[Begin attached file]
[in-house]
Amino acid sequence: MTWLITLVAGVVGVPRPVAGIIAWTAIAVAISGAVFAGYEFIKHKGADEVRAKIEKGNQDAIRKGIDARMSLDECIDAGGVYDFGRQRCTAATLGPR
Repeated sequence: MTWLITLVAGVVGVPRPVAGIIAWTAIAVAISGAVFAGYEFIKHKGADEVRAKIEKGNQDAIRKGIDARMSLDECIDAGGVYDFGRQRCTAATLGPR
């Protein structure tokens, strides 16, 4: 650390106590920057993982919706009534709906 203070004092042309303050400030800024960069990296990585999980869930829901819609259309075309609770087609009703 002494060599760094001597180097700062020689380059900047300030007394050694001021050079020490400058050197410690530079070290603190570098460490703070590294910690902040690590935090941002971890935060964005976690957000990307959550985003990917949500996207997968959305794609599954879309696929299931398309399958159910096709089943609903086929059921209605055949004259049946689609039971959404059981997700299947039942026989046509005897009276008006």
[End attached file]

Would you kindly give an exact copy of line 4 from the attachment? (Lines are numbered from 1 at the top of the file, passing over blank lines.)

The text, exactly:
């Protein structure tokens, strides 16, 4: 650390106590920057993982919706009534709906 203070004092042309303050400030800024960069990296990585999980869930829901819609259309075309609770087609009703 002494060599760094001597180097700062020689380059900047300030007394050694001021050079020490400058050197410690530079070290603190570098460490703070590294910690902040690590935090941002971890935060964005976690957000990307959550985003990917949500996207997968959305794609599954879309696929299931398309399958159910096709089943609903086929059921209605055949004259049946689609039971959404059981997700299947039942026989046509005897009276008006």